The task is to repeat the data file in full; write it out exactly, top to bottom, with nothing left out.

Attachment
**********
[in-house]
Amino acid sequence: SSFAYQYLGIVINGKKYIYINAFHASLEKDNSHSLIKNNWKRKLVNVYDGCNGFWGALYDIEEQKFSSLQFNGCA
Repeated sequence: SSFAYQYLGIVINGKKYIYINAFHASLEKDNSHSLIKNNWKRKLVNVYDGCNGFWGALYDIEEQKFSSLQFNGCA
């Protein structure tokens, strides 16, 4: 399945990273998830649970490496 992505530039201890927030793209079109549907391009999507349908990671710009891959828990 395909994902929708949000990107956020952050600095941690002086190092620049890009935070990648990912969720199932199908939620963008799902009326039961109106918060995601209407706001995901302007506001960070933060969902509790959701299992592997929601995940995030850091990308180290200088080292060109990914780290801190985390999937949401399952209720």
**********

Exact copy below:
[in-house]
Amino acid sequence: SSFAYQYLGIVINGKKYIYINAFHASLEKDNSHSLIKNNWKRKLVNVYDGCNGFWGALYDIEEQKFSSLQFNGCA
Repeated sequence: SSFAYQYLGIVINGKKYIYINAFHASLEKDNSHSLIKNNWKRKLVNVYDGCNGFWGALYDIEEQKFSSLQFNGCA
């Protein structure tokens, strides 16, 4: 399945990273998830649970490496 992505530039201890927030793209079109549907391009999507349908990671710009891959828990 395909994902929708949000990107956020952050600095941690002086190092620049890009935070990648990912969720199932199908939620963008799902009326039961109106918060995601209407706001995901302007506001960070933060969902509790959701299992592997929601995940995030850091990308180290200088080292060109990914780290801190985390999937949401399952209720």